Monday, August 9, 2010

Paper: Increasing CO2 Cools the Climate & Benefits Agriculture & Reforestation

Physicists G. V. Chilingar, O. G. Sorokhtin, L. Khilyuk and M. V. Gorfunkel, authors of the paper Cooling of the Atmosphere due to CO2, also published the peer-reviewed study Greenhouse gases and greenhouse effect in Environmental Geology, International Journal of Geosciences, providing physical evidence that rising CO2 should result in slight cooling of climate, and is benefitial to agricultural productivity and reforestation. The authors also find that methane accumulation has no significant effect on the climate.

Abstract: Conventional theory of global warming states that heating of the atmosphere occurs as a result of accumulation of CO2 and CH4 in the atmosphere. The writers show that rising concentration of CO2 should result in the cooling of climate. The methane accumulation has no essential effect on the Earth’s climate. Even significant releases of the anthropogenic carbon dioxide into the atmosphere do not change average parameters of the Earth’s heat regime and the atmospheric greenhouse effect. Moreover, CO2 concentration increase in the atmosphere results in rising agricultural productivity and improves the conditions for reforestation. Thus, accumulation of small additional amounts of carbon dioxide and methane in the atmosphere as a result of anthropogenic activities has practically no effect on the Earth’s climate.

Introduction: For comprehensive analysis of the influence of increasing concentration of the greenhouse gases on the global temperature of atmosphere, one needs to develop an advanced physicochemical theory of mass—energy redistribution among the Earth’s systems. This advanced theory should include: (1) evolution of the composition of atmosphere, (2) evolution of the geological conditions, (3) data on changing solar radiation, (4) the Earth’s revolution precession, (5) oceanological data, and (6) multiple feedbacks between the atmosphere and ocean.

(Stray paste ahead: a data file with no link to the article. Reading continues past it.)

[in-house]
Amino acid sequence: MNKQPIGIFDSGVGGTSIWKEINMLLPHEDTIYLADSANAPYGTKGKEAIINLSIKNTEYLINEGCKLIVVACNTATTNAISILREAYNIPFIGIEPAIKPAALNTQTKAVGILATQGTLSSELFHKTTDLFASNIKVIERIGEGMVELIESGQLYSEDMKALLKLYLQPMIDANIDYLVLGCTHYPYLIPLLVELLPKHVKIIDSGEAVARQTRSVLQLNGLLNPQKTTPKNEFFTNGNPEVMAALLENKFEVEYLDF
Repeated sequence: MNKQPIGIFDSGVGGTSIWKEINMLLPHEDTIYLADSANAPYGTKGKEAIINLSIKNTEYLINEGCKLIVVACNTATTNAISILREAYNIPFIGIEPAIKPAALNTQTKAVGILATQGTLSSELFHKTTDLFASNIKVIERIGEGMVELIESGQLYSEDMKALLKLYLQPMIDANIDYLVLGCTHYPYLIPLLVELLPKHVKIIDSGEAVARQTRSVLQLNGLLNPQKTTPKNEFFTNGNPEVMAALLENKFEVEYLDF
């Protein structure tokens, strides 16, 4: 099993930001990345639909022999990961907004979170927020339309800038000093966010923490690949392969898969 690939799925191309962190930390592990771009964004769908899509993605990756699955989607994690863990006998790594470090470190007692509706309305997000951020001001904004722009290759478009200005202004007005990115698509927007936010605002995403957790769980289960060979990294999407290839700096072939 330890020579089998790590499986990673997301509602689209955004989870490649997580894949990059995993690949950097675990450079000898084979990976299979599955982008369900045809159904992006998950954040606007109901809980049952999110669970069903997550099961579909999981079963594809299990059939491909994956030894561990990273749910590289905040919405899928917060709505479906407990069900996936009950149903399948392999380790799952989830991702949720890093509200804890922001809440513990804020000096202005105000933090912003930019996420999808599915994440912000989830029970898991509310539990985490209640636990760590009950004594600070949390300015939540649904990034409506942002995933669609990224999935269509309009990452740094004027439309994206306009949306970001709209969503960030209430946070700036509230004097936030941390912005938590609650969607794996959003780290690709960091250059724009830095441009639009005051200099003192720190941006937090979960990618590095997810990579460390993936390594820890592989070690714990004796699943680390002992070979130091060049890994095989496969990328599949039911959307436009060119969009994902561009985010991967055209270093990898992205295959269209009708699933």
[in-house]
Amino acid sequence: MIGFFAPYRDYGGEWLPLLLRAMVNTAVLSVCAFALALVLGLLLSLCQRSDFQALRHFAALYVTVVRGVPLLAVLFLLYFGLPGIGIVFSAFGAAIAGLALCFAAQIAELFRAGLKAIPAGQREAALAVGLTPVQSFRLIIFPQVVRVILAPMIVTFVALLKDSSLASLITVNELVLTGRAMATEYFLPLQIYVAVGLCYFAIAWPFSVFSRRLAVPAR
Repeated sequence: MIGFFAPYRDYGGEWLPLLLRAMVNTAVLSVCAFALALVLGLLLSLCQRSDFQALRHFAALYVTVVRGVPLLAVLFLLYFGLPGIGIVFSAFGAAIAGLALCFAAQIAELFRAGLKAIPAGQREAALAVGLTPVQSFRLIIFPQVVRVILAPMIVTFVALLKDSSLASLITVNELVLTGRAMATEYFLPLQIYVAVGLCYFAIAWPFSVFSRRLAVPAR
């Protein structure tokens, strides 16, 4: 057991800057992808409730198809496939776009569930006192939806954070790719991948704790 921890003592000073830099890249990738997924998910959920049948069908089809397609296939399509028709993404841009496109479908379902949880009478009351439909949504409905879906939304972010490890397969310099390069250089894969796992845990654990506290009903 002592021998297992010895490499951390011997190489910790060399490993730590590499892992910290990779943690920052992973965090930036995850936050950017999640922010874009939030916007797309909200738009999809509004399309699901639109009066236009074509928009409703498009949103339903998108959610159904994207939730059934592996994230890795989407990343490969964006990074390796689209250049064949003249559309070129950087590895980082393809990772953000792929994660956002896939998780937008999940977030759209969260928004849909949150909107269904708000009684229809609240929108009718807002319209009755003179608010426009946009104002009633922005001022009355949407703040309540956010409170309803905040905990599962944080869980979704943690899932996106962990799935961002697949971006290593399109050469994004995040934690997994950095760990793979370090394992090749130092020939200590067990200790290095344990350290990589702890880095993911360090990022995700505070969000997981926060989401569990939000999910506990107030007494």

The authors investigate the greenhouse effect using the adiabatic model, which relates the global temperature of the troposphere to atmospheric pressure and allows one to analyze the temperature changes due to variations in mass and chemical composition of the atmosphere. The existing feedbacks between atmosphere and ocean are intentionally neglected in the article with the focus on the atmospheric temperature changes due to anthropogenic greenhouse gases emission... (read remainder at link above)


  1. History has taught most of us that warmer is better.

    As a generality, summer works better to grow food than winter. This is a bonus lesson, requiring only about 12 months of history.

    Obviously (but studies (Idso et al) showed), rising CO2 does benefit plant growth, and could mitigate global cooling, if it were pronounced enough, but that is pure useless speculation.

    Global cooling is ON THE WAY and IN THE BAG. CO2 cannot be adjusted, one way or the other, at least for the forseeable future. We will see who really likes global cooling.

    The starved dead people in the Maunder period probably did not like it; but no government-funded scientist can remember the Maunder.

    Government would like us to believe it can control climate and any other important aspect of the human condition. Lying is OK. And the "scientists" climb on board as fast as the basically fraudulent grants can be awarded. Now I am not saying this study was funded by the US Government. It has many of the earmarks, however.

    I say this without having read the entire paper. Let me know if I am wrong.

  2. I have already pointed this out here:

  3. Steven Wilde,
    Thanks, very interesting article. I had read elsewhere that downwelling IR only results in surface evaporation and thus cooling and was looking for a confirmation, which you have provided.

    Another aspect I am working on is comparing the huge heat capacity of the oceans to the miniscule heat capacity of GHGs to show that even if GHGs were causing "radiative forcing" of 1.6 W/m2 on the oceans, it would take ~111 years to raise the ocean temperature 0.5C

  4. Where are the thousands of global cooling deniers to dispute this article? It's now 4 years since their original paper. Hmmm! Maybe they can't because it's the truth!